The role of seasonal and diel changes in mixed-layer depth on carbon and chlorophyll distributions in the Arabian Sea
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The effects of changes in the mixed-layer depth on the distribution of particulate organic carbon (POC) and chlorophyll a were examined in the Arabian Sea during the Northeast Monsoon (January and December), Spring Intermonsoon (February-March), and Southwest Monsoon (July and August) of 1995. Pac distributions were derived from profiles of beam attenuation calibrated with Pac, and chlorophyll a distributions were derived from calibrated fluorescence profiles. Depth of the seasonal mixed layer (A of 0.125 kg m-3 from surface density) increased with distance offshore during both monsoons, especially in the southern Arabian Sea where the range was 10-80 m nearshore to 80-120 m offshore. The deepest seasonal mixed layers occurred during the Northeast Monsoon. During the Spring Intermonsoon the seasonal mixed layer was only 10-40 m. Variations in the depth of the diet mixed layer (A of 0.03 kg m-3 from surface density) were up to 90 m during the Northeast Monsoon, but were seldom over 20 m during the Southwest Monsoon. During the Spring Intermonsoon when mixed layers and diet variations in the mixed layer were small, nutrients became depleted, producing oligotrophic conditions plus a strong deep Chlorophyll a maximum (> 2 mg chl m-3) below the mixed layer. The chlorophyll a maximum was centered at ~ 50 m, which is significantly beneath the effective depth of satellite color sensing. When mixing is active throughout the diet cycle, particulate organic carbon (POC) and chlorophyll distributions are quite uniform within the mixed layer. Nighttime increases in mixed layer depths can mix Pac and chlorophyll a produced during the day downward and can entrain new nutrients to enhance primary production. Although mixing from diet variations may be effective in redistributing components within the mixed layer and may be an important mechanism for removing particles from the mixed layer, regional upwelling of nutrients and diatom blooms appear to dominate over diel mixed layer dynamics in the production and export of carbon in the Arabian Sea.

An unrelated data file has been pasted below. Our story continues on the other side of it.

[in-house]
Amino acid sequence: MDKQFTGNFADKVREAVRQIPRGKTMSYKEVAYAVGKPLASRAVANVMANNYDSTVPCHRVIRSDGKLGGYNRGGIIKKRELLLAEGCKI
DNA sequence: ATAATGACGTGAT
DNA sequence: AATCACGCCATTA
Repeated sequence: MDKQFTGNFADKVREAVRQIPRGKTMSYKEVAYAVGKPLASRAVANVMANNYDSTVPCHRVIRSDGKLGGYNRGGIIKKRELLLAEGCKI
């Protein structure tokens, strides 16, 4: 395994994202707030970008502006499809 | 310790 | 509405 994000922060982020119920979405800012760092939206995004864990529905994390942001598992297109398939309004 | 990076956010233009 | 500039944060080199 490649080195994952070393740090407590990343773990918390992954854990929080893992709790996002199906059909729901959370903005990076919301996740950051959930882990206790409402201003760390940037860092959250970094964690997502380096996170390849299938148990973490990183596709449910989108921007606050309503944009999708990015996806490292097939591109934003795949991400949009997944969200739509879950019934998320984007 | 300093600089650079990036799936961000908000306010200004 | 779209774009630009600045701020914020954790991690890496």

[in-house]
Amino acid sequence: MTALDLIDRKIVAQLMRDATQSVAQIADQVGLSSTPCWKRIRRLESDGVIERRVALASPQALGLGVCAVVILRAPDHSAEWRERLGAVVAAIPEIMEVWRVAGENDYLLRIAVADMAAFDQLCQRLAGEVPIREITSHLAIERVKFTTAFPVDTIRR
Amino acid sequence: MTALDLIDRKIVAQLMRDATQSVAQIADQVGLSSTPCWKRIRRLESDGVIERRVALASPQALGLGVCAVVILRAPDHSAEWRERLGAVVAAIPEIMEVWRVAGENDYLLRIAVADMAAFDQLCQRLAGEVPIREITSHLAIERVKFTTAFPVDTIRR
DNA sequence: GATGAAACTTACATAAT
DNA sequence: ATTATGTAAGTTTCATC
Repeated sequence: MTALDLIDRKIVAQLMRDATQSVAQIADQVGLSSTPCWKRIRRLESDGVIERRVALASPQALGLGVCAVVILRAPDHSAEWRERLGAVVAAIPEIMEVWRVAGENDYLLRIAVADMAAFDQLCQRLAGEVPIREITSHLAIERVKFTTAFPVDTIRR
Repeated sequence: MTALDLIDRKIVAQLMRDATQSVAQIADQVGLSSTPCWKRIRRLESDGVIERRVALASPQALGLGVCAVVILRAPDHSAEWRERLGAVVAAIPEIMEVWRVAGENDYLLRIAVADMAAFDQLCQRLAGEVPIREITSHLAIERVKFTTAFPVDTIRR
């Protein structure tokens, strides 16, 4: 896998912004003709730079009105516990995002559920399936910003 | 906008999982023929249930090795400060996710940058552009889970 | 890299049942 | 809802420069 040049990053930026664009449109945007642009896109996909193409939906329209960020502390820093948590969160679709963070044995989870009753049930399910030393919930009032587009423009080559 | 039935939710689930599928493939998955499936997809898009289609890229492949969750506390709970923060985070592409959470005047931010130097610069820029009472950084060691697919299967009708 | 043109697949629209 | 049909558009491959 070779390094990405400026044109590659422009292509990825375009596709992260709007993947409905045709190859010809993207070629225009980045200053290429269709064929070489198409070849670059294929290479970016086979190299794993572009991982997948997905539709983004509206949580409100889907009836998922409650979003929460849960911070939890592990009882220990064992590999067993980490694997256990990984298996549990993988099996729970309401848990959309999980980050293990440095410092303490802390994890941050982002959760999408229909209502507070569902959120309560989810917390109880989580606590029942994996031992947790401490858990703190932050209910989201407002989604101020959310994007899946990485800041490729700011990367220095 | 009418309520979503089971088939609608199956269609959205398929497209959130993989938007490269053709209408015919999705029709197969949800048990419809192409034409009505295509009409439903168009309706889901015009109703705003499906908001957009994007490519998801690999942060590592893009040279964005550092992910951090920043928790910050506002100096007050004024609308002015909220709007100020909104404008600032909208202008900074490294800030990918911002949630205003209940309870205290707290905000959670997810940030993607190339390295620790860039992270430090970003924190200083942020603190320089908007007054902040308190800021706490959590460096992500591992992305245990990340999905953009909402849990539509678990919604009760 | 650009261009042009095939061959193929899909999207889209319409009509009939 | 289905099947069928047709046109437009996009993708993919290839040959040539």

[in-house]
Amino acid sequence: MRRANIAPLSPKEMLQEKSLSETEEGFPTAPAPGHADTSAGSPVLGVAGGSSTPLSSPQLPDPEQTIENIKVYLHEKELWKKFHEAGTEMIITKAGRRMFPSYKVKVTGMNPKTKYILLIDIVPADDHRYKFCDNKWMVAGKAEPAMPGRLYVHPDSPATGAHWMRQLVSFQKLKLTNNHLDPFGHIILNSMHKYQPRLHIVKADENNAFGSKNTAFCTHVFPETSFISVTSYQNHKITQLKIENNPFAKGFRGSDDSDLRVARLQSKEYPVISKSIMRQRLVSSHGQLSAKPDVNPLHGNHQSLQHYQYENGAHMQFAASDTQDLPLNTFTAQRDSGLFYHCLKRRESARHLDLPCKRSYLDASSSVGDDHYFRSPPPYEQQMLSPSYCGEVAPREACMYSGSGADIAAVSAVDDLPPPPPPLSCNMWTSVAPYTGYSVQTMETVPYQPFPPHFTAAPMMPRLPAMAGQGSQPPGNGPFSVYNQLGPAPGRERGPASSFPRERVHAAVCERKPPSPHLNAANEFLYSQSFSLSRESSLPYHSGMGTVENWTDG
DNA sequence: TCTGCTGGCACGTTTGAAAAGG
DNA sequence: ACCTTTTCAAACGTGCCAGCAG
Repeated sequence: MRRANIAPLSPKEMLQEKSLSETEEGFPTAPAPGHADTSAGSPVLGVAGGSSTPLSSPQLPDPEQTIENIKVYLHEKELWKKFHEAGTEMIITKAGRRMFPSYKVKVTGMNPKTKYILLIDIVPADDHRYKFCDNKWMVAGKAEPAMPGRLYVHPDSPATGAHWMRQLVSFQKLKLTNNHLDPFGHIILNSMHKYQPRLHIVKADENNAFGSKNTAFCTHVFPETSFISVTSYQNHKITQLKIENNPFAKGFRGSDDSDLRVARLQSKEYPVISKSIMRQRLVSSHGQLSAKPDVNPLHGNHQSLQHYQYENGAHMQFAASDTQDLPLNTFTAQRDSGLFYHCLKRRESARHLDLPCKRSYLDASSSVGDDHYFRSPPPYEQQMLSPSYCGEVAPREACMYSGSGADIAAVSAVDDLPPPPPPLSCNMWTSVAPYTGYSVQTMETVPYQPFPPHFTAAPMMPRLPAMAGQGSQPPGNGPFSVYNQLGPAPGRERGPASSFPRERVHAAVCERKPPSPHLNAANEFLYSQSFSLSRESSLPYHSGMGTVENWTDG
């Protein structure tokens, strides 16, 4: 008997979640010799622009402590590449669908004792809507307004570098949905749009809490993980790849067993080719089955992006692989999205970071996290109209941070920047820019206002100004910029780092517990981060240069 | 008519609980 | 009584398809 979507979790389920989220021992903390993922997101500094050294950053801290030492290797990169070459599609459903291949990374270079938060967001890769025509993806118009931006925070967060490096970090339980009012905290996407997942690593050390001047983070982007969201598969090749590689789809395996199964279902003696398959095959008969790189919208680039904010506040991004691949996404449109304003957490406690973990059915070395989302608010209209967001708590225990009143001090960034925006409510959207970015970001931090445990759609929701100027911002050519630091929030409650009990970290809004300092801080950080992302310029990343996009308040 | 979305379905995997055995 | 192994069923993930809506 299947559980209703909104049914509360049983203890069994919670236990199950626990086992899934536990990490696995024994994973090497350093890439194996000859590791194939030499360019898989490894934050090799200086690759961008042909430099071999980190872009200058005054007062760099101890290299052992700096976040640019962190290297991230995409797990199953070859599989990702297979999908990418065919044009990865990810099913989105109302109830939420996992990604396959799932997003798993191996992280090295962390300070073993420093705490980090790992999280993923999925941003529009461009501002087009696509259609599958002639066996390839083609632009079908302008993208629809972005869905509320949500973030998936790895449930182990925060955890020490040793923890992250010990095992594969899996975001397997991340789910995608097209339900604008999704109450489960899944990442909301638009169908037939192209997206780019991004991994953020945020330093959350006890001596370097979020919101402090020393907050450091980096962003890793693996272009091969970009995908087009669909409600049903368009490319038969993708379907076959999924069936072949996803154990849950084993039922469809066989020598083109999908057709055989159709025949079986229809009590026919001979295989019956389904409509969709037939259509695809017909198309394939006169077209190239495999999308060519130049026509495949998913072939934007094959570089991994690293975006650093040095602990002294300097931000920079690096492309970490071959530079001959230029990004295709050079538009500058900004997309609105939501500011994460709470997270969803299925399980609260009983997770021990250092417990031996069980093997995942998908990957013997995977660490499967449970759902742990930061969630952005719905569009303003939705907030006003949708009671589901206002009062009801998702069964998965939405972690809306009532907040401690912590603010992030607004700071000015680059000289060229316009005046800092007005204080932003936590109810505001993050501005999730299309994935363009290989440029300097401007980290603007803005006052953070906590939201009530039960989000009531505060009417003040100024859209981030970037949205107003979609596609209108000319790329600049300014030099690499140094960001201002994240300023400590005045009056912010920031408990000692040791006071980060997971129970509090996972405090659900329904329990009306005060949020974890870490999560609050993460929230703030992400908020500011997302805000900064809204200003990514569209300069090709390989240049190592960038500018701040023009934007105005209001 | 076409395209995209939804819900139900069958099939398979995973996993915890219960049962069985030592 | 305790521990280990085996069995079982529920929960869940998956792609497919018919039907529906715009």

Deep Sea Research Part II: Topical Studies in Oceanography
author list (cited authors)
Gardner, W. D., Gundersen, J. S., Richardson, M. J., & Walsh, I. D.
complete list of authors
Gardner, WD||Gundersen, JS||Richardson, MJ||Walsh, ID